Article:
Food in Kauai: Barbecue Inn

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After our jaunt around the north coast of the island, we stopped for dinner in Lihue at a small hole-in-the-wall place that my parents stumbled upon their first night on the island when they stayed in a hotel nearby.  The restaurant is called Barbecue Inn, an institution opened by Masaichi and Hanayo Sasaki in 1940.

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The storefront is located on Kress Street, a small alley named after what used to be a popular department store in town. 

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Specializing in affordable family cuisine, Barbecue Inn serves American and Japanese food and everything – everything, they emphasize – is made from scratch.  The interior is clean but definitely a bit of a time warp.  Service is very friendly, though.

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Tasty homemade bread

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Miso soup

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Teriyaki beef kabob with tempura.  My mother had this and it was tasty, although the sauce was a bit heavy.

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Panko crusted mahimahi served with tartar sauce.  My father had this and while it was tasty, the breading obscured the fish inside.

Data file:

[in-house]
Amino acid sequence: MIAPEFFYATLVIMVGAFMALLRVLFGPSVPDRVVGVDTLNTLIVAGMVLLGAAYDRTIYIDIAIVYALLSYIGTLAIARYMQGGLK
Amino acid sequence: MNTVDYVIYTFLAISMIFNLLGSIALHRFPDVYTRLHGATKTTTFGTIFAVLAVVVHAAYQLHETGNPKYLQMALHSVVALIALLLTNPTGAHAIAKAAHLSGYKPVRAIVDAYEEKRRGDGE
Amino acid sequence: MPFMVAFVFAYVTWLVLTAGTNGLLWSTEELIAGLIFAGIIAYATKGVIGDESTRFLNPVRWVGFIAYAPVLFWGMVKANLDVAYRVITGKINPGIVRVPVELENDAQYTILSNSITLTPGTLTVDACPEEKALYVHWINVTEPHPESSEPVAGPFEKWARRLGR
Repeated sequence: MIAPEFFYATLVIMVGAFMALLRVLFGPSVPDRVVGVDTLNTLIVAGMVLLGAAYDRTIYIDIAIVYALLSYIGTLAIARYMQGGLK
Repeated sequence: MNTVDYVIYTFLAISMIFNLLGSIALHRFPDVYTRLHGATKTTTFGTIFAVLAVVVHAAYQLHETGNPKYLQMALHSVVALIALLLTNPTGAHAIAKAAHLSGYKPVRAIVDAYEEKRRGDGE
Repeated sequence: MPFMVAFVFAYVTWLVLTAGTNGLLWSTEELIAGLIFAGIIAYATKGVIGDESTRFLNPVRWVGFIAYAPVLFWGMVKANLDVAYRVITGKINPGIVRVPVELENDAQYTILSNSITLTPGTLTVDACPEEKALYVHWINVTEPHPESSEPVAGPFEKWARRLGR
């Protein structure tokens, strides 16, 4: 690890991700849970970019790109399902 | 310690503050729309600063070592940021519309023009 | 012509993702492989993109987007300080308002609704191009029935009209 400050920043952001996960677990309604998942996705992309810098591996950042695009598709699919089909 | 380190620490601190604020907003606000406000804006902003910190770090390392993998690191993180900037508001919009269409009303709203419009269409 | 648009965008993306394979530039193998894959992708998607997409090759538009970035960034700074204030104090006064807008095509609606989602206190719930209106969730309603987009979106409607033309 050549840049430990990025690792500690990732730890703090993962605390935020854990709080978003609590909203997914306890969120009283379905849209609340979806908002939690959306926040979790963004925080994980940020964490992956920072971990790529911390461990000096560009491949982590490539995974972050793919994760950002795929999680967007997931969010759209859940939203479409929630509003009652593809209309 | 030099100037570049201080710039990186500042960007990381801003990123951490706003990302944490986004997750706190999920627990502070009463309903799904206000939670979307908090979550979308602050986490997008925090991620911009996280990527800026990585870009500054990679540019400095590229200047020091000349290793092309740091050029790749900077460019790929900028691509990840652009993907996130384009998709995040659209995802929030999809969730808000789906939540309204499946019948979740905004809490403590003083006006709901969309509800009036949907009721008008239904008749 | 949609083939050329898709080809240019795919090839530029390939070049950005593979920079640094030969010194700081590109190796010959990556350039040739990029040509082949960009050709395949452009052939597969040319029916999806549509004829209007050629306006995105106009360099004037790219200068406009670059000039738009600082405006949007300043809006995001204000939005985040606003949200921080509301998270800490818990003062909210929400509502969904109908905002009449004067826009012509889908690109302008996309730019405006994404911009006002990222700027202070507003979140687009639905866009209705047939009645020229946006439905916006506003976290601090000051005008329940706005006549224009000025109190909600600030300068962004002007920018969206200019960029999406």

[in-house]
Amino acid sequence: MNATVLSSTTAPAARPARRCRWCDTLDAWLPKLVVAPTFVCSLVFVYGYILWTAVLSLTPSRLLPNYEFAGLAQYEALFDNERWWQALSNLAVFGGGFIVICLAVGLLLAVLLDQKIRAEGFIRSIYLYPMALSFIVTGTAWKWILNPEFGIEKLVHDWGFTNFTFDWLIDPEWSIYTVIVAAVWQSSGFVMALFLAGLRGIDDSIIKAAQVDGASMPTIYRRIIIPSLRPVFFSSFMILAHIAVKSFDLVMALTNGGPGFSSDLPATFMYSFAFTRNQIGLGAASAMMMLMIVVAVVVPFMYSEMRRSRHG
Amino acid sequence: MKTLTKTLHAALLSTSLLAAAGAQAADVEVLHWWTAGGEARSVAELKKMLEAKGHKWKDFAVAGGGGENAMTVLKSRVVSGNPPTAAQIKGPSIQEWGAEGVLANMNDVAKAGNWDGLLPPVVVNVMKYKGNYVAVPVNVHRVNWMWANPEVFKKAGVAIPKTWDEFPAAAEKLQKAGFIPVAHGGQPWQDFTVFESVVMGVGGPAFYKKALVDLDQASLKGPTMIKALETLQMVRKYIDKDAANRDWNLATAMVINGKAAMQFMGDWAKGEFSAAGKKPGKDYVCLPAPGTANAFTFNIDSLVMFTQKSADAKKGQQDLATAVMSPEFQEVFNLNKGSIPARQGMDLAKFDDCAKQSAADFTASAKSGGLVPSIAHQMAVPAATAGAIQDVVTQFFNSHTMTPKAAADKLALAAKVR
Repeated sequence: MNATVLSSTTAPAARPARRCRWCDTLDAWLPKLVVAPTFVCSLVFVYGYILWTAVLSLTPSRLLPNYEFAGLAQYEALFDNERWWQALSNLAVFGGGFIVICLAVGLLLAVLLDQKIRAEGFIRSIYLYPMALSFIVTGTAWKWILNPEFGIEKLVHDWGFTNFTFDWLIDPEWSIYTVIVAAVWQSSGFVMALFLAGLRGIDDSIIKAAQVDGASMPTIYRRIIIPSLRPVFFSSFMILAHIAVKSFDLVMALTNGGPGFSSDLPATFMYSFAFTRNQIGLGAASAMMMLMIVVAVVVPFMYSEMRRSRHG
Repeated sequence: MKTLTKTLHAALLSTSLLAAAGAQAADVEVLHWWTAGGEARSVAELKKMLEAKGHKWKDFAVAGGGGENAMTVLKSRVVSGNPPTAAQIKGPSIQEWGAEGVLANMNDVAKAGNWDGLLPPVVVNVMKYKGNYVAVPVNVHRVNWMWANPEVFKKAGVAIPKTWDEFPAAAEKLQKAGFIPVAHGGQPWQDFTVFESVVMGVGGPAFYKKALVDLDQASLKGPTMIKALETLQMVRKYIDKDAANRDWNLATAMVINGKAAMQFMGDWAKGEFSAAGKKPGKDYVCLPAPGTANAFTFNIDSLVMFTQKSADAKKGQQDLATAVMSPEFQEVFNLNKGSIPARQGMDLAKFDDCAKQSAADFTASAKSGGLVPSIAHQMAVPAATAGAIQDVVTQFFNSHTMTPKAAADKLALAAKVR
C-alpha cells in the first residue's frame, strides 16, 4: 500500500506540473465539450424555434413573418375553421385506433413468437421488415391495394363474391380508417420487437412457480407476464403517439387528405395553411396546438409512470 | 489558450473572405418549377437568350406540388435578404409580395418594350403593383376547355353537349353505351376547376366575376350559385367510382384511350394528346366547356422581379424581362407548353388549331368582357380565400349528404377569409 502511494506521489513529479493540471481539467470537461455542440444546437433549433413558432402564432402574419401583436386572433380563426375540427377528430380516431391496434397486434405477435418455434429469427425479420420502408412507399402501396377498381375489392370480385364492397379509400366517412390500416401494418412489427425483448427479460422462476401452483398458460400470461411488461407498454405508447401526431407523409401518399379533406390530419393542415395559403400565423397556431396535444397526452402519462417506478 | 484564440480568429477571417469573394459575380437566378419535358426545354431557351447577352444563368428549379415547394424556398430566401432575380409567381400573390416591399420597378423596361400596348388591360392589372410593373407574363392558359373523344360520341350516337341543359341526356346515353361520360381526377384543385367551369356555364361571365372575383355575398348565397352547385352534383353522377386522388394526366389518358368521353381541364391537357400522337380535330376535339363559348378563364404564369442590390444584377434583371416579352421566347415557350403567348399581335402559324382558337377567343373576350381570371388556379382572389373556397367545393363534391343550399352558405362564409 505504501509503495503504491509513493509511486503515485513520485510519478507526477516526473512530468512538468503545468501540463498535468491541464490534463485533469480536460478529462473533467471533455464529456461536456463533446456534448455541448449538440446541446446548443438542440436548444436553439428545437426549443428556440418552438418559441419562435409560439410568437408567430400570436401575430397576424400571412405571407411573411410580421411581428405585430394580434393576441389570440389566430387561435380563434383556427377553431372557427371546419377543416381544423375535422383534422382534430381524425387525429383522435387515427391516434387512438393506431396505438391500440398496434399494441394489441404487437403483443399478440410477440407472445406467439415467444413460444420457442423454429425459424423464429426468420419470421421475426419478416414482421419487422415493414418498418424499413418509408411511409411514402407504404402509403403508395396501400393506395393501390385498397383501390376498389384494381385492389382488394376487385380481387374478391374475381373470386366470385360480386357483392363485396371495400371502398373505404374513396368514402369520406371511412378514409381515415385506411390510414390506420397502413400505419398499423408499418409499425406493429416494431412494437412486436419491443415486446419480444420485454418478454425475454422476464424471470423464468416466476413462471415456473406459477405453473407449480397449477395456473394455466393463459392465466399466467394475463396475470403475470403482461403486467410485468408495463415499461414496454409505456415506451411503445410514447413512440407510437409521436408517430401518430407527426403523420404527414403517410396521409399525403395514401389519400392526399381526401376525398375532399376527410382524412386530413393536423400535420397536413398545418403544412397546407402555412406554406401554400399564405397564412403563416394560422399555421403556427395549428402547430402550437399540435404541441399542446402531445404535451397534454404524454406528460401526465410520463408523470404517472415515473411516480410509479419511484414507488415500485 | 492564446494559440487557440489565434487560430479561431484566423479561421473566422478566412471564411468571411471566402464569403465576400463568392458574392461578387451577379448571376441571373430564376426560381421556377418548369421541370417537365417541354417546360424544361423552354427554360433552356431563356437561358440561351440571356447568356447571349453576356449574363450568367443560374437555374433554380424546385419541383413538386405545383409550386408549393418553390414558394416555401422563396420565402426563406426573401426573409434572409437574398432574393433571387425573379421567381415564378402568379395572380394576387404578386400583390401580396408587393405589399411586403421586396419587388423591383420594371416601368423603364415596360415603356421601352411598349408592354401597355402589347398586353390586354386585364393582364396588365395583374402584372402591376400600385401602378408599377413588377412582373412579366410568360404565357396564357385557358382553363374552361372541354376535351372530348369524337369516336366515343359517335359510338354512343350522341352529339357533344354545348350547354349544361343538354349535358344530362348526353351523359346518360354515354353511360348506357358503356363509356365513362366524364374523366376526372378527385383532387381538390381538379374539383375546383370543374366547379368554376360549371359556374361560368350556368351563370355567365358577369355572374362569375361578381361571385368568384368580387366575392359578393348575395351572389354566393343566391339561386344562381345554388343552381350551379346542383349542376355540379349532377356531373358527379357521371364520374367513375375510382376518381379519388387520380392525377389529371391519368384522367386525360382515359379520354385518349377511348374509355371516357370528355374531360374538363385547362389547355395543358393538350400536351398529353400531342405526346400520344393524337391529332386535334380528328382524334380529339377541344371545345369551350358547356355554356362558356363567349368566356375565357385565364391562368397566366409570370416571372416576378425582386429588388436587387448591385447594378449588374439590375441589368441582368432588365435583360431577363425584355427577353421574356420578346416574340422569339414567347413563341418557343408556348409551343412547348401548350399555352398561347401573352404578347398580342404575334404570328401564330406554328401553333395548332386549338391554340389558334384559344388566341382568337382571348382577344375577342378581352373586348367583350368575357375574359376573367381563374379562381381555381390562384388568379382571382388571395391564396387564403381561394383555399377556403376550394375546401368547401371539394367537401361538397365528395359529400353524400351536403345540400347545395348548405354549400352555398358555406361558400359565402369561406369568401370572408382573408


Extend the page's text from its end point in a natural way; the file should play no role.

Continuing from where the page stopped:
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My dinner, kalua pork and cabbage.  Kalua pork is traditionally cooked in an underground pit but these days refers generally to slow-cooked pork.  Really tasty with a smoky smell.  The only drawback was that there was a lot of the same (albeit tasty) flavor on the dish.  It would have benefitted from a smaller portion and something (maybe Japanese style pickles?) to contrast with the flavor.

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The stand-out of the menu was Tawn’s order, mahimahi encrusted in a combination of macadamia nuts, panko crumbs, and sesame seeds, topped with coconut cream and spinach sauce.  This was amazing.

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The real treat, though, was the macadamia nut cream pie.  I’ve made two attempts at making this pie and have encountered some problems.  So you can imagine how excited I was to find it here, perfectly fluffy and flavorful.  While they wouldn’t release the recipe, they did answer my question about what thickener they use: a combination of cornstarch and gelatine, which helps explain the chiffon-like texture.

I have to admit, though, that now that I’ve finally encountered that long-lost taste memory again, I feel less need to try and recreate it.  In short, the pie was very good but I realize that in my memory, I had built up how wonderful macadamia nut cream pie is, to a level that can never be achieved in real life.  Maybe.

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After dinner we drove around the corner to see this small local motel my parents had stayed at their first night on the island.  It is well-maintained but is definitely straight out of the 50s or 60s!

 

Pulled Pork Butt

Hankering for some barbecue but lacking the proper facilities, I decided to instead make pulled pork butt.  This painstakingly slow (but, oh, so simple) technique produces wonderfully flavorful and tender meat, perfect for piling on a toasted french baguette and eating as a sandwich.